First season of “Entourage”—a TV show about life in Hollywood—comes to an end

First season of “Entourage”—a TV show about life in Hollywood—comes to an end


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On September 12, 2004, the first season of the television comedy series Entourage, about a hot young actor in Hollywood and the posse of people surrounding him, comes to an end on HBO. Entourage, which debuted on July 18, 2004, starred Adrian Grenier as the up-and-coming movie heartthrob Vincent Chase, who is navigating his way through the pitfalls and excesses of Hollywood. Vince’s entourage includes Eric “E” Murphy (Kevin Connolly), his manager and childhood friend from Queens, New York; his half-brother, the C-list actor Johnny “Drama” Chase (Kevin Dillon, the real-life brother of the actor Matt Dillon); Turtle (Jerry Ferrara), another childhood friend from Queens who is content to ride Vince’s coattails; and Ari Gold (Jeremy Piven), Vince’s aggressive, high-strung agent. Other recurring characters on the show included Vince’s sharp-tongued publicist Shauna (played by Debi Mazar) and Ari’s long-suffering assistant Lloyd (Rex Lee). The actor Mark Wahlberg (Boogie Nights, Three Kings, The Departed) served as one of the executive producers of Entourage and the idea for the show was reportedly based on some of his experiences as a rising star in Hollywood.

Prior to Entourage, Adrian Grenier, who was born on July 10, 1976, appeared in such movies as The Adventures of Sebastian Cole (1998), Woody Allen’s Celebrity (1998), Drive Me Crazy (1999) and Harvard Man (2001). In 2006, he was featured in the box-office hit The Devil Wears Prada, starring Anne Hathaway and Meryl Streep. Grenier is also the director and producer of Shot in the Dark, a documentary about his search for his biological father that aired on HBO in 2007.

The most seasoned main cast member of Entourage was Jeremy Piven, who was born on July 26, 1965, to parents who founded Chicago’s Piven Theater Workshop in the 1970s. Piven began his professional acting career in the late 1980s and has appeared in a long list of TV shows and movies, including several (Say Anything, Grosse Pointe Blank, Serendipity) with his childhood friend John Cusack.

Since its debut, Entourage featured numerous cameo appearances from celebrities, including Titanic director James Cameron, Seth Green, Mandy Moore, Brooke Shields (whose husband Chris Henchy has written for Entourage) and the actor-director Edward Burns (whose brother Brian is a writer and producer for the show). Its eighth and final season premiered in 2011. A follow-up movie of the same name was released June 3, 2015.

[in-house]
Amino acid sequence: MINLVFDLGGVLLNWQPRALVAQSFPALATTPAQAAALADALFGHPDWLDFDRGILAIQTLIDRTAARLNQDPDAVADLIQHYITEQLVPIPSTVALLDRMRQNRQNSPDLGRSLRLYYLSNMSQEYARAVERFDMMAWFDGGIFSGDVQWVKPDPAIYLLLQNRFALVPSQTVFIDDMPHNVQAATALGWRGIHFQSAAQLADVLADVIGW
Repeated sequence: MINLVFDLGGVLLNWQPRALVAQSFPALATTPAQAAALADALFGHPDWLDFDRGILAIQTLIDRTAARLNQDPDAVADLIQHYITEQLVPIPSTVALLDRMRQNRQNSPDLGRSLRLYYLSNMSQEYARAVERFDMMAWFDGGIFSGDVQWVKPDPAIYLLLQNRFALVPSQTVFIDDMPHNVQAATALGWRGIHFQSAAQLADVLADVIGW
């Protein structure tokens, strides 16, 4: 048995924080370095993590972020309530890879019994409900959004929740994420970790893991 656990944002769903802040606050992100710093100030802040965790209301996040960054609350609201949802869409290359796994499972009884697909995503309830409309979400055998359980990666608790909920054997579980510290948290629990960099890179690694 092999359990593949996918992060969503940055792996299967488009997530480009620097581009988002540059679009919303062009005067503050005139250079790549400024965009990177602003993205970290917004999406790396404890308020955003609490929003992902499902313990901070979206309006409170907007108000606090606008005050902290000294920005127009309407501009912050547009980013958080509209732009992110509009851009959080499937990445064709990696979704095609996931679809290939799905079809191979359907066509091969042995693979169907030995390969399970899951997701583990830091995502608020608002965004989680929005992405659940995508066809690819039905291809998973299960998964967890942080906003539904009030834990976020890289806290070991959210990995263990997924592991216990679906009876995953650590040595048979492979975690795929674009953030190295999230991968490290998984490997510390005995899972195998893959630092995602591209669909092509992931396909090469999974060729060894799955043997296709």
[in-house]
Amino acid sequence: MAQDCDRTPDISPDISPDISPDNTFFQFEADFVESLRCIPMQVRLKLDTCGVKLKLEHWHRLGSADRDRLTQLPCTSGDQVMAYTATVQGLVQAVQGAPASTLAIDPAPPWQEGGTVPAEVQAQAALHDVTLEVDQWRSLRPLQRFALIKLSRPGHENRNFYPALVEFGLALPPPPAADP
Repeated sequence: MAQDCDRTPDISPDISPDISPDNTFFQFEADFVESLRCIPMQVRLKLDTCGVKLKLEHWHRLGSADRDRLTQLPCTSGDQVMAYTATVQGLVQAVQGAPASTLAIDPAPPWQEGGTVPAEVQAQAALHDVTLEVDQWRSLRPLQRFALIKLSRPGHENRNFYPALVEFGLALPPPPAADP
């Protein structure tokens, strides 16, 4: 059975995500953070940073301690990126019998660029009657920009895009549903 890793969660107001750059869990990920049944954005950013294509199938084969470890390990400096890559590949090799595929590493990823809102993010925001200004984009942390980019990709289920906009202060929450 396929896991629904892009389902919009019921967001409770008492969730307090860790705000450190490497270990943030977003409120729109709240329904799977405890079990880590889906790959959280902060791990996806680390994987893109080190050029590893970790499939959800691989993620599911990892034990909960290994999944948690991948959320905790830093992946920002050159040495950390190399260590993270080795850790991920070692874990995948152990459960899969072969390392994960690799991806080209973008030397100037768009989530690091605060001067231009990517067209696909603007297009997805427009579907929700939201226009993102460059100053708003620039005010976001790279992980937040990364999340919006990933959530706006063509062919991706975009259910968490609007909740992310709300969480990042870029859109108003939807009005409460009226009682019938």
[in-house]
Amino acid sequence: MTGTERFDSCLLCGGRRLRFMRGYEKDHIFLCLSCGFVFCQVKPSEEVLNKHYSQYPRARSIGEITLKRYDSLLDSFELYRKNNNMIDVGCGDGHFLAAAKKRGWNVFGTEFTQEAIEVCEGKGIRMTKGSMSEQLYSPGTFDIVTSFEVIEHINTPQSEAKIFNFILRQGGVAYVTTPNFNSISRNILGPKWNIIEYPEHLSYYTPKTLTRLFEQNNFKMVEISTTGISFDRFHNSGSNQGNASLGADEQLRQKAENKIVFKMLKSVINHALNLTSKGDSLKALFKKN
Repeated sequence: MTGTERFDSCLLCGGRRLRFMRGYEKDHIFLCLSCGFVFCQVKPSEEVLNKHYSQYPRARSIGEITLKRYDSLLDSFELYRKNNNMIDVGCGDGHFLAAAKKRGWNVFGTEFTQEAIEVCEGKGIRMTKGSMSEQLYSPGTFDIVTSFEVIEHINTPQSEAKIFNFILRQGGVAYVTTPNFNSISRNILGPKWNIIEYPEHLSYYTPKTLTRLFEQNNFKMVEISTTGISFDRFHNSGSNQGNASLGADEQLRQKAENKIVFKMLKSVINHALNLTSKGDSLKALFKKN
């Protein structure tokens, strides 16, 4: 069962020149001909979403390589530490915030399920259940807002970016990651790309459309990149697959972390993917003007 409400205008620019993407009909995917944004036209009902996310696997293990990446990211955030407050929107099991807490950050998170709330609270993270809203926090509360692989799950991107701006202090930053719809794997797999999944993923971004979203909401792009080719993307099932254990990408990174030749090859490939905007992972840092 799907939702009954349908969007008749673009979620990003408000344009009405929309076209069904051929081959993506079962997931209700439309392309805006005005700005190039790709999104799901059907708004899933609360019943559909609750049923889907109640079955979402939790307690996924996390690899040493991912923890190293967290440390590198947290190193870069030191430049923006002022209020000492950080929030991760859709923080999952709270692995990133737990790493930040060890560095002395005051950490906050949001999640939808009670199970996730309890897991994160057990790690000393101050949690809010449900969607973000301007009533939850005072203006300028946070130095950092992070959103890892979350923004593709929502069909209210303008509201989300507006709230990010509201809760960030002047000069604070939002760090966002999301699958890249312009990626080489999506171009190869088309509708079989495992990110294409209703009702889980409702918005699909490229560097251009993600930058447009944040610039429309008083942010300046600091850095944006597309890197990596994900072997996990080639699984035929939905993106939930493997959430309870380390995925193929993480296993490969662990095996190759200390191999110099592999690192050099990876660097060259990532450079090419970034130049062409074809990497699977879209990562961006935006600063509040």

Johnny "Drama" Chase

Jonathan "Drama" Chase [1] is a fictional character on the comedy-drama television series Entourage. He is played by Kevin Dillon. He is often addressed by other characters as Johnny Drama or Drama, but is credited in his movies and tv shows as “Johnny Chase”.

Johnny Drama
Entourage character
First appearance"Entourage"
Last appearanceEntourage (film)
Portrayed byKevin Dillon
In-universe information
AliasZander adelsgard
OccupationActor
RelativesVincent Chase (brother)
Rita Chase (mother)
HomeQueens, New York, New York


Contents

Just nine days after the finale of the show, Vincent Chase has separated from his wife and throws a party on his yacht, with his friends E, Johnny and Turtle joining to cheer him up. Wishing to do something new with his career, he calls his former agent-turned-studio head Ari Gold, who offers Vince a leading role in his first studio production. Vince says he will only star in it if he directs. Eight months later, Hyde, the directorial debut by Vince, is in the middle of post-production and is over budget by $15 million. Needing more money, Vince asks Ari if they can get an additional $10 million to complete the movie. Reluctant, but wanting to please him, Ari flies to Texas to meet the co-financiers of the movie, Larsen McCredle and his son Travis, to convince them to invest more money into the film. Hesitant, Larsen sends Travis with Ari back to Los Angeles to see a cut of the film at Vince's private screening.

Vince has second thoughts on the rough cut and cancels the screening out of fear no one will enjoy it. He later gives Ari and Travis a copy of the movie for their viewing. Ari and Travis enjoy the movie but Travis requests that Ari cut the scenes with Vince's brother, Johnny "Drama" Chase, out of the movie or he will not give the film the extra money. With Ari giving him no answer, Travis puts the post-production on hold. Vince and Eric "E" Murphy visit Travis to come up with a solution, but this results in Travis saying he did not like Vince's performance either and wants the entire movie to be redone with a new lead and director. In addition, studio CEO John Ellis removes Ari from the production.

The boys soon realize the reason Travis is angry over the movie is because he discovered that Vince is secretly dating Emily Ratajkowski, whom Travis is infatuated with. Learning of this, Ari interrupts Ellis in a boardroom meeting with Larsen and Travis with this information. Surprised, Larsen says he will stay behind the movie but mandates the condition that Ari is no longer working for the studio because, although he agreed his son was being juvenile, Ari had disrespected his son. During this time, the boys are at the hospital as E's ex-fiancée Sloan goes into labor. Sloan gives birth to a girl, Ryan Murphy, resulting in Sloan and E deciding to get back together and vowing to make it work this time.

As the boys celebrate, Ari arrives at the hospital and announces that he resigned and invested his severance to complete the movie. Hyde becomes a box office hit, grossing over $450 million worldwide. At the Golden Globe Awards, Drama ends up winning the award for Best Supporting Actor. Stunned, Drama goes to accept the award and is silent for a moment before yelling his trademark Viking Quest phrase, "VICTORY. "

In a mid-credits scene, Ari's former assistant Lloyd has his wedding and Ari gives him away. When the group gets together for a picture, Billy Walsh suggests that they should make a film (or TV show) about the lives of Vince and the gang.